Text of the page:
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The most bizarre venues for a bar on the planet

We've all been to strange bars. But these establishments are far and away the most unique around.

Cave Bar More in Croatia.
Cave Bar / Cave Bar More

Many of us have experienced a novel bar before, one set in a strange location or treated to an odd theme. But there are some bars that are truly and fully out there — watering holes in places you would never imagine (even after a few drinks).

So while we appreciate bars modeled after famous shows like Twin Peaks and ones with actual sand on the floor so as to convey a beach, there are much nuttier ones out there. We’re talking about bars on aircraft carriers and their own private islands. There are the best bars in America; and then there are the most unique bars on the planet.

Navy aircraft carrier.

Royal Navy Aircraft Carrier

There’s a pub on this sprawling vessel, dubbed the Queen’s Head. The bar makes up a small portion of the 65,000-ton whale of a ship but it’s a popular part of the boat set near the senior members’ quarters. Reportedly, some UK breweries have made ales just for the ship, making the one-of-a-kind imbibing experience even more so. The ship is the largest warship the British Navy has produced and, with a handful of beers available at the bar, a good and unexpected place to go for a pint (assuming you meet the credentials to board the ship).

Cave Bar More in Croatia.
Cave Bar More

Cave Bar

Very much living up to its name, this Croatian bar feels like the elaborate lair of a Bond villain. Built into a stunning natural cave in the coastal town of Dubrovnik, it is the official watering hole and hangout spot for the Hotel More. Open in the morning for a brisk cup of coffee and the rest of the day for cocktails, Champagne, and brandy, this bar offers an unmatched atmosphere. The cocktail list is lengthy and impressive, there are tons of Croatian wines to enjoy, and there are even snacks to nibble on as you gawk at the geology or peek out at the waterfowl circling above.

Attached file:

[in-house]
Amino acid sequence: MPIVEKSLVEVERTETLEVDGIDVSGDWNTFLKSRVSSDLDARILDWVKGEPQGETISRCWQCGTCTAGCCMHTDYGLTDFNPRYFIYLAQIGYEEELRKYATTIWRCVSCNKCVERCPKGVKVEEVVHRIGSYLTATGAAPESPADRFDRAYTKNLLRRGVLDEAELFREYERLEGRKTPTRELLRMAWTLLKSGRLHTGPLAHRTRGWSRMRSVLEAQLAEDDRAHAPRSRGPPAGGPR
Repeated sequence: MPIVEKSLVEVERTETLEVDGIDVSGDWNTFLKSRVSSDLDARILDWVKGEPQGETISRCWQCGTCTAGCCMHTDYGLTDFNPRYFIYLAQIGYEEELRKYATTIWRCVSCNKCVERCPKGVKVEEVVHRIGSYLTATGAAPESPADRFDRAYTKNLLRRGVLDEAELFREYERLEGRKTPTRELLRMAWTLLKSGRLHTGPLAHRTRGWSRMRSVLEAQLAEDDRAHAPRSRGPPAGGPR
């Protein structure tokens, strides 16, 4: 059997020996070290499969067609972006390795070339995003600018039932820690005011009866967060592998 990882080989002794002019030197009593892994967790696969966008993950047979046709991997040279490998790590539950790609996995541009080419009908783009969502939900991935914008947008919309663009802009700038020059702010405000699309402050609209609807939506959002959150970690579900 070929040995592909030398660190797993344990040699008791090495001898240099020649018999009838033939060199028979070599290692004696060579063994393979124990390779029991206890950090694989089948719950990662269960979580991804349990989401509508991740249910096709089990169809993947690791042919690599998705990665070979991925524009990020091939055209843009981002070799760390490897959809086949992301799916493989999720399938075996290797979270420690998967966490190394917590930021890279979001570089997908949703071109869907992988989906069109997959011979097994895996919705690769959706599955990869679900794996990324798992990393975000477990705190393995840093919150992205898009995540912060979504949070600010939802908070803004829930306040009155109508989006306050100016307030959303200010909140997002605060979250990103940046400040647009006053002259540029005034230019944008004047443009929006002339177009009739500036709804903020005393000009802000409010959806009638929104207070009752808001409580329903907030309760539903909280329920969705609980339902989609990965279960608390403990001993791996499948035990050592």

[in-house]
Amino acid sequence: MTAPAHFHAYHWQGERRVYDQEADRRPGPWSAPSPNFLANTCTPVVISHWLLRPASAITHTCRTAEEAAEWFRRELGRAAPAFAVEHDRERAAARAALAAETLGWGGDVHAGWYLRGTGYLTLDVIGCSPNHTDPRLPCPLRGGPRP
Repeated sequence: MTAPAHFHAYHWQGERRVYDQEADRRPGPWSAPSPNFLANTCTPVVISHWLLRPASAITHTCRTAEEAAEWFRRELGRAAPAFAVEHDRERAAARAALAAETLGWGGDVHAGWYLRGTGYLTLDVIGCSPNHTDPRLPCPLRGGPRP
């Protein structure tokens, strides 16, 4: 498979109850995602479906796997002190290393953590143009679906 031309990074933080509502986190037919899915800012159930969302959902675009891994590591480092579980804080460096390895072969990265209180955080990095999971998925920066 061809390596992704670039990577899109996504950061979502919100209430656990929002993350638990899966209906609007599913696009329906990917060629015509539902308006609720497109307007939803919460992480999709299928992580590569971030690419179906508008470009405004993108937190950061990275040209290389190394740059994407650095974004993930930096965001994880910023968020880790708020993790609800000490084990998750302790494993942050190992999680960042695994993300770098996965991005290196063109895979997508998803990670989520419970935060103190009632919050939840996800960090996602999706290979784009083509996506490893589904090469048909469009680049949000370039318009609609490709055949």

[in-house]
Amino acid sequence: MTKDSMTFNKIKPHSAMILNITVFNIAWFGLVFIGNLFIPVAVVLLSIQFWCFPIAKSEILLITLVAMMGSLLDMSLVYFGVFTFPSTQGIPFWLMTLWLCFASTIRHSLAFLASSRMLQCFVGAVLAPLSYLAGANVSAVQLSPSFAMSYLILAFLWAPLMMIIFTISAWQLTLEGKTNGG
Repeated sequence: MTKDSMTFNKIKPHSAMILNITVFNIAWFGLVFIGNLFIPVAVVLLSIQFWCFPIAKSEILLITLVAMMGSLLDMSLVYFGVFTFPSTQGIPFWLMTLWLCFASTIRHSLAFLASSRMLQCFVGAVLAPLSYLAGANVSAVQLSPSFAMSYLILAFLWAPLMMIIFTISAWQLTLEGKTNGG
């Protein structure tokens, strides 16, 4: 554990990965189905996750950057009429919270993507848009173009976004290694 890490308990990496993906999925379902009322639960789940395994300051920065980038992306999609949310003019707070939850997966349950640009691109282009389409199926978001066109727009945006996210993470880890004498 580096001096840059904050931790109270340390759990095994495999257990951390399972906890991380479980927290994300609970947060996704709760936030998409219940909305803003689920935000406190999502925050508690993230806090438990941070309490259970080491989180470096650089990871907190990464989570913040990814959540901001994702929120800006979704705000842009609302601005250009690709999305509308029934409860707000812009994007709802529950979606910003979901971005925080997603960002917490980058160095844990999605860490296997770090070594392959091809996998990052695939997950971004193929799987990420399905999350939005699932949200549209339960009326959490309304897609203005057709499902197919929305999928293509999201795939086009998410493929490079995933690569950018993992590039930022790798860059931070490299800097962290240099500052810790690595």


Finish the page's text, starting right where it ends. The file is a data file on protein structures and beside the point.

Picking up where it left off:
south georgia island
Andy Rouse/Getty Images / Andy Rouse/Getty Images

Vernadsky Research Base

This bar holds the distinction of being the southernmost watering hold in the world. Set in Antarctica, the place does not see a whole lot of humans, but it’s a bar nonetheless. Apparently, the bar is open to the public and offers perks which include house-made vodka and the opportunity to take in some local wildlife (namely, penguins) while enjoying your drink. As you might expect, this is the only known bar on the continent, a former British property know in the hands of Ukraine. It’s going to be chilly here, so maybe go with a hot cocktail, although thanks to climate change, the weather here very occasionally climbs above freezing during the dead of summer.

Icebar in Stockholm.


This Swedish bar is made of ice and quite elaborate. Set in Stockholm, the place is always around 23 F so if you do plan to go, dress accordingly. Icebar is the planet’s first permanent ice bar and crafted out of a whopping 40 tons of ice. While the drinks and brisk and strong, the coolest part might be the various sculptures and themes at play inside the meandering bar. Like a hedge maze set in the nordic, it’s a place to truly get lost. A bartender in a beanie and gloves will gladly fix you any number of colorful drinks, from a Pink Sky (vodka, melon liqueur, lime, 7up) to a Fika Time (coffee liqueur, amaretto, vanilla, milk).